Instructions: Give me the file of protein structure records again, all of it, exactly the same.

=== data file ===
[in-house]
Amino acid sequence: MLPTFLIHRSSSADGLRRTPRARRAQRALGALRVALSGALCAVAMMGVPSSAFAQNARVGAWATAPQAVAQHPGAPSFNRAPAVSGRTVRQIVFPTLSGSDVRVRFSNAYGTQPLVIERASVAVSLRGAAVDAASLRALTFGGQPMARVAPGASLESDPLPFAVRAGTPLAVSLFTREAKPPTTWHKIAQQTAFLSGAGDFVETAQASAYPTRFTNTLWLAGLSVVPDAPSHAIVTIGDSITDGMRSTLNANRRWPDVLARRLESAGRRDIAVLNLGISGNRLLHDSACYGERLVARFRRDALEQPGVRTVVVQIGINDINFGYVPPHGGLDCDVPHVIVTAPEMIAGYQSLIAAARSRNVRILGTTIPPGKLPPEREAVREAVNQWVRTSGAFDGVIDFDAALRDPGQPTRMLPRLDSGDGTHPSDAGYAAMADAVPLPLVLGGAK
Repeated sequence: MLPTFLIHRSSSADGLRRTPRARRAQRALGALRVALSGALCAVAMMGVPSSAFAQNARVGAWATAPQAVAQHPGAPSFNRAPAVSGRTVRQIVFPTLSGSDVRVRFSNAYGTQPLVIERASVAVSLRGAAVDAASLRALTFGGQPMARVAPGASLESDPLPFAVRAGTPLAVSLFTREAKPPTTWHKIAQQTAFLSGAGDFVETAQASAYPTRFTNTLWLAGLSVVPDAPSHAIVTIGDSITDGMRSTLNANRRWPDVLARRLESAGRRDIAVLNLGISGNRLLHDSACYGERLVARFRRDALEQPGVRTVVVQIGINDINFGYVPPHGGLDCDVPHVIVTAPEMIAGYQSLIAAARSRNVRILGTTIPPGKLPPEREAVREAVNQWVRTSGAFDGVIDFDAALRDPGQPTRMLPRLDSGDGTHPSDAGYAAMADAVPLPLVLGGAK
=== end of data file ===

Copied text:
[in-house]
Amino acid sequence: MLPTFLIHRSSSADGLRRTPRARRAQRALGALRVALSGALCAVAMMGVPSSAFAQNARVGAWATAPQAVAQHPGAPSFNRAPAVSGRTVRQIVFPTLSGSDVRVRFSNAYGTQPLVIERASVAVSLRGAAVDAASLRALTFGGQPMARVAPGASLESDPLPFAVRAGTPLAVSLFTREAKPPTTWHKIAQQTAFLSGAGDFVETAQASAYPTRFTNTLWLAGLSVVPDAPSHAIVTIGDSITDGMRSTLNANRRWPDVLARRLESAGRRDIAVLNLGISGNRLLHDSACYGERLVARFRRDALEQPGVRTVVVQIGINDINFGYVPPHGGLDCDVPHVIVTAPEMIAGYQSLIAAARSRNVRILGTTIPPGKLPPEREAVREAVNQWVRTSGAFDGVIDFDAALRDPGQPTRMLPRLDSGDGTHPSDAGYAAMADAVPLPLVLGGAK
Repeated sequence: MLPTFLIHRSSSADGLRRTPRARRAQRALGALRVALSGALCAVAMMGVPSSAFAQNARVGAWATAPQAVAQHPGAPSFNRAPAVSGRTVRQIVFPTLSGSDVRVRFSNAYGTQPLVIERASVAVSLRGAAVDAASLRALTFGGQPMARVAPGASLESDPLPFAVRAGTPLAVSLFTREAKPPTTWHKIAQQTAFLSGAGDFVETAQASAYPTRFTNTLWLAGLSVVPDAPSHAIVTIGDSITDGMRSTLNANRRWPDVLARRLESAGRRDIAVLNLGISGNRLLHDSACYGERLVARFRRDALEQPGVRTVVVQIGINDINFGYVPPHGGLDCDVPHVIVTAPEMIAGYQSLIAAARSRNVRILGTTIPPGKLPPEREAVREAVNQWVRTSGAFDGVIDFDAALRDPGQPTRMLPRLDSGDGTHPSDAGYAAMADAVPLPLVLGGAK